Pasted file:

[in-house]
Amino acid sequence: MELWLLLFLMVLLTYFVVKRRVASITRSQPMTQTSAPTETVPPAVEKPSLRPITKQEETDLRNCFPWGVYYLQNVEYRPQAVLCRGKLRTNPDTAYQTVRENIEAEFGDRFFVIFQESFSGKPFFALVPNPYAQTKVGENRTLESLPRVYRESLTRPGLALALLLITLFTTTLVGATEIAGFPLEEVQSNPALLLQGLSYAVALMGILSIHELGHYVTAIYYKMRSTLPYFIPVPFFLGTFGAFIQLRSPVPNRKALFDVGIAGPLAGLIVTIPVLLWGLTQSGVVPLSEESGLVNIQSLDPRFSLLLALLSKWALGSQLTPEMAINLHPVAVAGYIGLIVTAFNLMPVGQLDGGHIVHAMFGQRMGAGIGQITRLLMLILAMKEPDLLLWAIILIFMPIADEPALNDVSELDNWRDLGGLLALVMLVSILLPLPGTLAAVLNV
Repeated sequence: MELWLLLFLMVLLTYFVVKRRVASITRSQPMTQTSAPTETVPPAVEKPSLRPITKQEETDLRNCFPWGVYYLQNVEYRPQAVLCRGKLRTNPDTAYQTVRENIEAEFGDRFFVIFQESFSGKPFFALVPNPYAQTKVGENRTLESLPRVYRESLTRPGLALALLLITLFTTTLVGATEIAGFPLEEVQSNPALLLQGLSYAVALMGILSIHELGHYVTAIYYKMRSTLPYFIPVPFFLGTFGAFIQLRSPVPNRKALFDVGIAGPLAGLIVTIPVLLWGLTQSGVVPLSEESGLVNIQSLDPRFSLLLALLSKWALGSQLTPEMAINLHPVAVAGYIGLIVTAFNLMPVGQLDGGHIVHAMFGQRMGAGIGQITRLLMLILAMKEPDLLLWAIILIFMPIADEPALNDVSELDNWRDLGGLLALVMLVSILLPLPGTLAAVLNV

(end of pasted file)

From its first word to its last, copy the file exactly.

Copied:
[in-house]
Amino acid sequence: MELWLLLFLMVLLTYFVVKRRVASITRSQPMTQTSAPTETVPPAVEKPSLRPITKQEETDLRNCFPWGVYYLQNVEYRPQAVLCRGKLRTNPDTAYQTVRENIEAEFGDRFFVIFQESFSGKPFFALVPNPYAQTKVGENRTLESLPRVYRESLTRPGLALALLLITLFTTTLVGATEIAGFPLEEVQSNPALLLQGLSYAVALMGILSIHELGHYVTAIYYKMRSTLPYFIPVPFFLGTFGAFIQLRSPVPNRKALFDVGIAGPLAGLIVTIPVLLWGLTQSGVVPLSEESGLVNIQSLDPRFSLLLALLSKWALGSQLTPEMAINLHPVAVAGYIGLIVTAFNLMPVGQLDGGHIVHAMFGQRMGAGIGQITRLLMLILAMKEPDLLLWAIILIFMPIADEPALNDVSELDNWRDLGGLLALVMLVSILLPLPGTLAAVLNV
Repeated sequence: MELWLLLFLMVLLTYFVVKRRVASITRSQPMTQTSAPTETVPPAVEKPSLRPITKQEETDLRNCFPWGVYYLQNVEYRPQAVLCRGKLRTNPDTAYQTVRENIEAEFGDRFFVIFQESFSGKPFFALVPNPYAQTKVGENRTLESLPRVYRESLTRPGLALALLLITLFTTTLVGATEIAGFPLEEVQSNPALLLQGLSYAVALMGILSIHELGHYVTAIYYKMRSTLPYFIPVPFFLGTFGAFIQLRSPVPNRKALFDVGIAGPLAGLIVTIPVLLWGLTQSGVVPLSEESGLVNIQSLDPRFSLLLALLSKWALGSQLTPEMAINLHPVAVAGYIGLIVTAFNLMPVGQLDGGHIVHAMFGQRMGAGIGQITRLLMLILAMKEPDLLLWAIILIFMPIADEPALNDVSELDNWRDLGGLLALVMLVSILLPLPGTLAAVLNV